Can a borrower’s EMI be reset following RBIs decision linking loans to external benchmarks?

Posted in Lending Articles By Bajaj Markets-
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If you are planning to take a personal, housing or vehicle loan, then you must keep in mind that any loan taken from October, 1, 2019, will be benchmarked to four external benchmarks as specified by the Reserve Bank of India (RBI). On September 4, 2019, the RBI issued a circular stating that banks, both private and public sector units, have to benchmark the interest charge on loans on the following:

  • RBIs policy repo rate. Repo rate is the rate at which the central bank lends money to other banks.
  • Government of India three-month Treasury Bill Yield published by the Financial Benchmarks India Private Ltd (FBIL).
  • Government of India six-month Treasury Bill Yield published by the FBIL.
  • Any other benchmark market interest rate published by the FBIL.


These loans include new floating rate personal or retail loans like housing, auto, etc. and floating rate loans to Micro and Small Enterprises (MSMEs) extended by banks. The RBI also made it clear that in order to ensure transparency, standardisation, and ease of understanding of loan products by borrowers, a bank must adopt a uniform external benchmark within a loan category. This simply means that the adoption of multiple benchmarks by the same bank is not allowed within a loan category.


Understanding the benchmarking process: When a bank lends money to a borrower under any loan category, it charges an interest rate on the basis of standards or methodologies prescribed by the RBI. Before this circular, banks used Marginal Cost-based Lending Rate (MCLR) to arrive at their lending rate. Prior to this, it was the Base Rate method and the Benchmark Prime Lending Rate (BPLR). All these methodologies were internal and not market-driven.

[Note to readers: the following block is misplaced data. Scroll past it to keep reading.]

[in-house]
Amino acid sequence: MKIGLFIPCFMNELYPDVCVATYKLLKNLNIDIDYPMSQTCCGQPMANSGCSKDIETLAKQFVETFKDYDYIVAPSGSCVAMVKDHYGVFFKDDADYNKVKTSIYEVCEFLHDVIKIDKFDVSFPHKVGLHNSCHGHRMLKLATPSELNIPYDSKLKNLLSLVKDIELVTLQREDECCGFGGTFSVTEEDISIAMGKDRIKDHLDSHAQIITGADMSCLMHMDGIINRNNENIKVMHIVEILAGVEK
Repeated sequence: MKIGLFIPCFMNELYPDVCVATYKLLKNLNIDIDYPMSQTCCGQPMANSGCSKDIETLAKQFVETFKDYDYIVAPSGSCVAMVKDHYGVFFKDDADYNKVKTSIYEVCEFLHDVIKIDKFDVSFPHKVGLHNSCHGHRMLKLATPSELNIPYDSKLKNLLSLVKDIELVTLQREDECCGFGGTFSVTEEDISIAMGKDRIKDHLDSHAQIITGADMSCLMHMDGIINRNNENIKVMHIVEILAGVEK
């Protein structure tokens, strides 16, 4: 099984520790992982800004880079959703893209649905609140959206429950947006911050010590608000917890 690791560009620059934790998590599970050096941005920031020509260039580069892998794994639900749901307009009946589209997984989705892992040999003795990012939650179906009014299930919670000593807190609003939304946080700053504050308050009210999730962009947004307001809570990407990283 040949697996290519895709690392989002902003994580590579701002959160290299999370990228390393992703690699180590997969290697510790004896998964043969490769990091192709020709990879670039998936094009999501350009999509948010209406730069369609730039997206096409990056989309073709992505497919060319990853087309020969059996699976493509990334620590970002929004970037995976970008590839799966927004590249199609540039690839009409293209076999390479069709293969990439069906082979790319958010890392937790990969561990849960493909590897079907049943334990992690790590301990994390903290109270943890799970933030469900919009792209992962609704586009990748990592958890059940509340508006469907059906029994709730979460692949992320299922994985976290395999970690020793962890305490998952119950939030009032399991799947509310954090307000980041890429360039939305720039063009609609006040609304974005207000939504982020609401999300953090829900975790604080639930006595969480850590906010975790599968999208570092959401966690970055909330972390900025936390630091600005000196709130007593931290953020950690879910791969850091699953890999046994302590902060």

Why did the RBI shift to an external benchmark?

The apex bank had constituted an Internal Study Group (ISG) to examine various aspects of the existing Marginal Cost of funds-based Lending Rate (MCLR) system. The final report of the ISG was published in October 2017 for public feedback. The ISG observed that internal benchmarks such as the base rate/MCLR have not delivered effective transmission of monetary policy to end borrowers. The study group had, therefore, recommended a switchover to an external benchmark in a time-bound manner. You must understand that external benchmarks are market-driven, and translate into faster policy rate transmission to end borrowers.

How will the changes affect existing borrowers?

If you are existing borrower, then you have to approach the bank for switching the existing loan from MCLR to external benchmarks. As per the RBIs circular, in the case of loans which do not have a prepayment penalty, borrowers can switch to benchmark-based lending without any additional charges. But, a borrower has to pay for administrative and legal costs.

How will the changes affect borrowings?

Repo rate changes: In the last six months, the RBI had reduced its policy rate by 110 basis points (bps), including a reduction of 35 bps in August. But banks were reluctant to pass the benefits of the reduction in repo rates to borrowers. Till August 2019, a mere 29 bps in rate cuts was provided to borrowers. With the new benchmark process, a borrower can enjoy lower interest rate whenever there is a reduction in the policy rate by the RBI. Most PSU banks have already started providing personal, home loans and vehicle loans which are directly linked to RBI’s repo rate.

EMI to be reset after every three months: As per the RBIs circular, interest rate linked to an external benchmark has to be revised after every three months. The aim of this decision is to ensure that policy transmission occurs at a faster speed. As the banks have to compulsorily reset interest rates, once every three months, this will ensure faster policy transmission for majority of end borrowers.

  • Operating costs: While the circular prohibits banks to lend at a rate below the external benchmark rate, it allows banks to charge a spread over the external benchmark. This means that changes in the operating cost of the bank would affect the spread charged on the loan. But, to prevent misuse of the clause, the apex bank has allowed the reset the spread charges, including operating costs, only once every three years.
  • Credit risk: The circular has stated that the credit risk premium could change if the borrower’s credit assessment underwent a substantial change. This means that if your credit risk goes up for reasons like defaulting on payments, your cost of borrowing will also increase.

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